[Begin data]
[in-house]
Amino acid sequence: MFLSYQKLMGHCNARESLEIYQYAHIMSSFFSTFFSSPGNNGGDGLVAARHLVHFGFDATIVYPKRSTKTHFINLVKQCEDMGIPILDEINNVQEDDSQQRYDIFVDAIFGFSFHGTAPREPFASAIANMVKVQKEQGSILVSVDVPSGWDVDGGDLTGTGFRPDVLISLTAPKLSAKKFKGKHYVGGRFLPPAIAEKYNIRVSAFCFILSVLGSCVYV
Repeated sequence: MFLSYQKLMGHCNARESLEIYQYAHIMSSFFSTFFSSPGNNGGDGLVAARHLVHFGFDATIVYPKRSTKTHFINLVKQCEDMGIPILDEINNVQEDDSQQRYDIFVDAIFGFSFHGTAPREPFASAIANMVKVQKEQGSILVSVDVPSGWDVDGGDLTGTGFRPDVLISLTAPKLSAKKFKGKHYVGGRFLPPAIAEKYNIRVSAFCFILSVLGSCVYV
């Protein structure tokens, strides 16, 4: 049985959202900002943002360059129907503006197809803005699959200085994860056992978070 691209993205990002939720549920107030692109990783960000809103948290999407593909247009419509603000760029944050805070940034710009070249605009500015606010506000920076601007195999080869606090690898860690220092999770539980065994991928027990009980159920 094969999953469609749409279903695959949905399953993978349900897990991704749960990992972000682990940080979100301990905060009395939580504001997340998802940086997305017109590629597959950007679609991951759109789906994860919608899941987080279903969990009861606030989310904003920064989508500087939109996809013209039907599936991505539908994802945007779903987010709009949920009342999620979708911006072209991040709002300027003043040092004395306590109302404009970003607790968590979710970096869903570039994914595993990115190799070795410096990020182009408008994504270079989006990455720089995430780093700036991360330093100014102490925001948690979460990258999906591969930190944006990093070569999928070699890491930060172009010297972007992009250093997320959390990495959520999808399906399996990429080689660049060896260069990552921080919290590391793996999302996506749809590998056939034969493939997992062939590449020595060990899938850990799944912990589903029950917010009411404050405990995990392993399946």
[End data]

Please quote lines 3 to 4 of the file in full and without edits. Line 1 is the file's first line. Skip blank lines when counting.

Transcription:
Repeated sequence: MFLSYQKLMGHCNARESLEIYQYAHIMSSFFSTFFSSPGNNGGDGLVAARHLVHFGFDATIVYPKRSTKTHFINLVKQCEDMGIPILDEINNVQEDDSQQRYDIFVDAIFGFSFHGTAPREPFASAIANMVKVQKEQGSILVSVDVPSGWDVDGGDLTGTGFRPDVLISLTAPKLSAKKFKGKHYVGGRFLPPAIAEKYNIRVSAFCFILSVLGSCVYV
């Protein structure tokens, strides 16, 4: 049985959202900002943002360059129907503006197809803005699959200085994860056992978070 691209993205990002939720549920107030692109990783960000809103948290999407593909247009419509603000760029944050805070940034710009070249605009500015606010506000920076601007195999080869606090690898860690220092999770539980065994991928027990009980159920 094969999953469609749409279903695959949905399953993978349900897990991704749960990992972000682990940080979100301990905060009395939580504001997340998802940086997305017109590629597959950007679609991951759109789906994860919608899941987080279903969990009861606030989310904003920064989508500087939109996809013209039907599936991505539908994802945007779903987010709009949920009342999620979708911006072209991040709002300027003043040092004395306590109302404009970003607790968590979710970096869903570039994914595993990115190799070795410096990020182009408008994504270079989006990455720089995430780093700036991360330093100014102490925001948690979460990258999906591969930190944006990093070569999928070699890491930060172009010297972007992009250093997320959390990495959520999808399906399996990429080689660049060896260069990552921080919290590391793996999302996506749809590998056939034969493939997992062939590449020595060990899938850990799944912990589903029950917010009411404050405990995990392993399946």